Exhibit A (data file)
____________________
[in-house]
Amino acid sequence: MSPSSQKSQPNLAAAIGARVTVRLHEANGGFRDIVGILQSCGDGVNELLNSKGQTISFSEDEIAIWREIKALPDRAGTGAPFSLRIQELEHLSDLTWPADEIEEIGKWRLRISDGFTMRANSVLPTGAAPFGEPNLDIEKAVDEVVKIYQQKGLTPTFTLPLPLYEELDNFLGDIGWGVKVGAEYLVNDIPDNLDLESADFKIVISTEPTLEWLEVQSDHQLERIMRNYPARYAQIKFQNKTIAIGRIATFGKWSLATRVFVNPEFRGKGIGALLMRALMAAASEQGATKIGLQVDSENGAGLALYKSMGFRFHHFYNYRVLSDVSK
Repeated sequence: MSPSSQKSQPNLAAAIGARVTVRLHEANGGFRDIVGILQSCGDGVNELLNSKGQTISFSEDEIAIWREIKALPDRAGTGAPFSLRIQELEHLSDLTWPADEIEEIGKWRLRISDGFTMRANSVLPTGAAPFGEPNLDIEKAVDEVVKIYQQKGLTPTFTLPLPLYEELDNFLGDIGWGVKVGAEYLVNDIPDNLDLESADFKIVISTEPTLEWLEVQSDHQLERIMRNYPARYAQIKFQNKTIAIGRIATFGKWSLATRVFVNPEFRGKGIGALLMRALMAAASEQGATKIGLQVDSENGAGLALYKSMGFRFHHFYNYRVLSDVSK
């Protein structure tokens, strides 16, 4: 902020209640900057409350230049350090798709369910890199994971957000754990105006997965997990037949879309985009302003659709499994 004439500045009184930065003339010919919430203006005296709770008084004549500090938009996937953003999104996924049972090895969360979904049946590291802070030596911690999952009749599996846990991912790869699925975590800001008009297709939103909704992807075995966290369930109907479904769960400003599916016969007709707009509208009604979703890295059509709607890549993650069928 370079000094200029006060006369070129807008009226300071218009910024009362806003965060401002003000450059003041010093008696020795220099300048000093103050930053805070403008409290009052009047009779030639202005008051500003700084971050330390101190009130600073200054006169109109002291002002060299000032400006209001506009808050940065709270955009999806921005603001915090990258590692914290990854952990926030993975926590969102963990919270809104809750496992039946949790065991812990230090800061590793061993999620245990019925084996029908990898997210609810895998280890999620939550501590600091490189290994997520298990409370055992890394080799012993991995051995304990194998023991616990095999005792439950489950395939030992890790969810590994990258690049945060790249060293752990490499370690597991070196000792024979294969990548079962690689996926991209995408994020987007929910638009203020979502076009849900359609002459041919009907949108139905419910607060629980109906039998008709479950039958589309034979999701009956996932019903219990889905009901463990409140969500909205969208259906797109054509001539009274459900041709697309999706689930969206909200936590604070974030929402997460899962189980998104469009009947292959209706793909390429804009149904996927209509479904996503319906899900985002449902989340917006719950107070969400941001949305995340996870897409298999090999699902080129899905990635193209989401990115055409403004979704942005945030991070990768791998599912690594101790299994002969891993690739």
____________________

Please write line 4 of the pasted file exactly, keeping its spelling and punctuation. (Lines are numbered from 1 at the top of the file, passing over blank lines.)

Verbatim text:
């Protein structure tokens, strides 16, 4: 902020209640900057409350230049350090798709369910890199994971957000754990105006997965997990037949879309985009302003659709499994 004439500045009184930065003339010919919430203006005296709770008084004549500090938009996937953003999104996924049972090895969360979904049946590291802070030596911690999952009749599996846990991912790869699925975590800001008009297709939103909704992807075995966290369930109907479904769960400003599916016969007709707009509208009604979703890295059509709607890549993650069928 370079000094200029006060006369070129807008009226300071218009910024009362806003965060401002003000450059003041010093008696020795220099300048000093103050930053805070403008409290009052009047009779030639202005008051500003700084971050330390101190009130600073200054006169109109002291002002060299000032400006209001506009808050940065709270955009999806921005603001915090990258590692914290990854952990926030993975926590969102963990919270809104809750496992039946949790065991812990230090800061590793061993999620245990019925084996029908990898997210609810895998280890999620939550501590600091490189290994997520298990409370055992890394080799012993991995051995304990194998023991616990095999005792439950489950395939030992890790969810590994990258690049945060790249060293752990490499370690597991070196000792024979294969990548079962690689996926991209995408994020987007929910638009203020979502076009849900359609002459041919009907949108139905419910607060629980109906039998008709479950039958589309034979999701009956996932019903219990889905009901463990409140969500909205969208259906797109054509001539009274459900041709697309999706689930969206909200936590604070974030929402997460899962189980998104469009009947292959209706793909390429804009149904996927209509479904996503319906899900985002449902989340917006719950107070969400941001949305995340996870897409298999090999699902080129899905990635193209989401990115055409403004979704942005945030991070990768791998599912690594101790299994002969891993690739």